A senior figure at the Bank of England – Andrew Bailey – has been named as the enduring boss of the Financial Conduct Authority (FCA).
The FCA is the City watchdog and the UK’s most main financial consumer protection body.
He has been appointed for five years and want start when a successor is appointed for his role as head of the Prudential Rule Authority (PRA).
He succeeds Martin Wheatley, who left the organisation in September.
Tracey McDermott has been in accusation on an interim basis since.
She ruled herself out of the permanent job in January.
Mr Bailey has been a key regulator, as the now-outgoing chief executive of the PRA which supervises the work of 1,700 banks, building societies, credit unions, insurers and big investment firms.
“Although it had not been my intention to leave the PRA during my course as chief executive, a job that I enjoy enormously, it is a great honour to be suffering with been asked by the chancellor to take on the job of FCA chief executive,” Mr Bailey im rted.
“After a lot of thought I have decided to move and do all that I can to make the FCA goods and successful.”
Chancellor George Osborne has reportedly struggled to find a opportune candidate willing to fill the role.
Mr Osborne said: “We organize cast the net far and wide for this crucial appointment and, having led the Bank of England’s effect to the financial crisis, Andrew is simply the most respected, most on the ball and most qualified person in the world to do the job.
“The government is determined that the fiscal sector operates to the highest standards. Anyone who has dealt with Andrew understands he will be tough but fair, and understands the flaws and merits of the sector raise than anyone.”
Mr Bailey has worked at the Bank of England for 30 years.
“His operate in helping to manage the crisis and then to develop the post-crisis regulatory framework has been radigmatic,” said Bank of England governor Mark Carney.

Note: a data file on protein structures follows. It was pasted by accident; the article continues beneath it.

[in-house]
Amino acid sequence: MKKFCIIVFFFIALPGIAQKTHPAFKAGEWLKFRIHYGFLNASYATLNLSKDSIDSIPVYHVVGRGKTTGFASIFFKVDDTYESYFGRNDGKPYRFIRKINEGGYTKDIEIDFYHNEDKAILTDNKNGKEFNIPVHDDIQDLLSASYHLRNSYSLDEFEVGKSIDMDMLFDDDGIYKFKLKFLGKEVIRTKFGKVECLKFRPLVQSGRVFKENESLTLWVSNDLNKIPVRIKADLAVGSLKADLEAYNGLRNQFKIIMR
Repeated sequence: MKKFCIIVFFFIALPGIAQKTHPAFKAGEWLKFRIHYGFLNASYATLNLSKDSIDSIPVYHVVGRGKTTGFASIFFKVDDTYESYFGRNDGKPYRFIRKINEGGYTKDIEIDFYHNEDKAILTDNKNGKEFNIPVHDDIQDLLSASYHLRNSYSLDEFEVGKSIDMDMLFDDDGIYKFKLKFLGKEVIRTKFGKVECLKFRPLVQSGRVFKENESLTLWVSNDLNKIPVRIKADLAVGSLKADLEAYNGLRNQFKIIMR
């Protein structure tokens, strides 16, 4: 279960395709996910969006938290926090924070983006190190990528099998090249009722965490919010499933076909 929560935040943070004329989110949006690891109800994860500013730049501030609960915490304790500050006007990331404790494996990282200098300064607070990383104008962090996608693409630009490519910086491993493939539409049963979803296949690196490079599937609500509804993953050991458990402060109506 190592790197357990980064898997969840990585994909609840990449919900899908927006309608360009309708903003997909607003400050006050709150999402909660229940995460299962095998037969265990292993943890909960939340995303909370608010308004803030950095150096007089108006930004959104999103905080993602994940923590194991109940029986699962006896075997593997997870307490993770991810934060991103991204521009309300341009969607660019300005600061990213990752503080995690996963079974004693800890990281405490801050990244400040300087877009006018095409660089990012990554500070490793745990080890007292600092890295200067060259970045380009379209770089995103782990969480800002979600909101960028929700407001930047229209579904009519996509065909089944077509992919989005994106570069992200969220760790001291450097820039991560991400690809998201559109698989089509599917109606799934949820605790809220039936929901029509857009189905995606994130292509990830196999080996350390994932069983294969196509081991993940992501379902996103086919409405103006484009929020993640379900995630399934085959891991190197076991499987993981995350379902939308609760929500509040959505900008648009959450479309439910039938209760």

Three entities you won’t know about Andrew Bailey
- Mr Bailey has a BA First Class Honours in Story and PhD in Economic History from Queens’ College, Cambridge
- He has worked at the Bank of England since 1985
- He was in days gone by chief cashier, which meant his signature appeared on banknotes.
Alter of stance?
Since Mr Wheatley was ousted as FCA boss by the chancellor in the summer, the regulator has broached a time limit be set on yment protection insurance (PPI) compensation claims and signalled a trivialize touch approach to its regulation of the City.
Mr Wheatley was originally hired as boss of the FCA because of his position as a tough global financial regulator.
But his habit of straight-talking led to accusations of banker-bashing by See grandees.
Since his de rture from the regulator, a major investigation into banking urbanity, y and practices was dropped.
The decision to ditch the investigation into banking sophistication, y and practices was not received well by MPs when it was announced on New Year’s Eve.
The FCA was later stiff to deny the Treasury had been involved in the decision to drop the banking cross-examination.
Ms McDermott pulled out of the race to permanently run the City watchdog earlier this month. She mean she withdrew from the recruitment process for personal reasons.